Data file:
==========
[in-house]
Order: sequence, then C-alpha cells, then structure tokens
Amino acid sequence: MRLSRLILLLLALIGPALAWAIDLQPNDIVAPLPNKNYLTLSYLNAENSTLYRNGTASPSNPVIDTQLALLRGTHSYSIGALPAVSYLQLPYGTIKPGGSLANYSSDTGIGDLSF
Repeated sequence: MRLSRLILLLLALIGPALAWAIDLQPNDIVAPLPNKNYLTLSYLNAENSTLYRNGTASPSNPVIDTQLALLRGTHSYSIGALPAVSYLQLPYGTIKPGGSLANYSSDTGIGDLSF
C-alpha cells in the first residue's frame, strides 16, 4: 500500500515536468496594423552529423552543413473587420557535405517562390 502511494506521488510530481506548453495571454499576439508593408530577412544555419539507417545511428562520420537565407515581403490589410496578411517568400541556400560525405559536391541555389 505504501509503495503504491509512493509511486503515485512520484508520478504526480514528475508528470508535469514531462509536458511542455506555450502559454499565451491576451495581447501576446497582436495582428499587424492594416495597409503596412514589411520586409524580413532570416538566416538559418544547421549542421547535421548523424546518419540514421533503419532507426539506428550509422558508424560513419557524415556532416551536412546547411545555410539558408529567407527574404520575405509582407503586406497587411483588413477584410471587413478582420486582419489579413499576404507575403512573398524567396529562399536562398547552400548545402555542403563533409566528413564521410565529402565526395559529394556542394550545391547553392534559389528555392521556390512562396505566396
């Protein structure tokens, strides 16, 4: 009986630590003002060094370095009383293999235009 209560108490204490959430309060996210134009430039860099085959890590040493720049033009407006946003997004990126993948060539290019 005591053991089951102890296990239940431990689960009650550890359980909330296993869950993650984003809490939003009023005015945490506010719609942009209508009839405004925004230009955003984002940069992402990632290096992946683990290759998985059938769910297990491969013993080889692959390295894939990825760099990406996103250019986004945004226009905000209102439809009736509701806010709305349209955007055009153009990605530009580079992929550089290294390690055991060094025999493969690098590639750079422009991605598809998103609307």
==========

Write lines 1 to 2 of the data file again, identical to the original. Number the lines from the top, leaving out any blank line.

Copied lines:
[in-house]
Order: sequence, then C-alpha cells, then structure tokens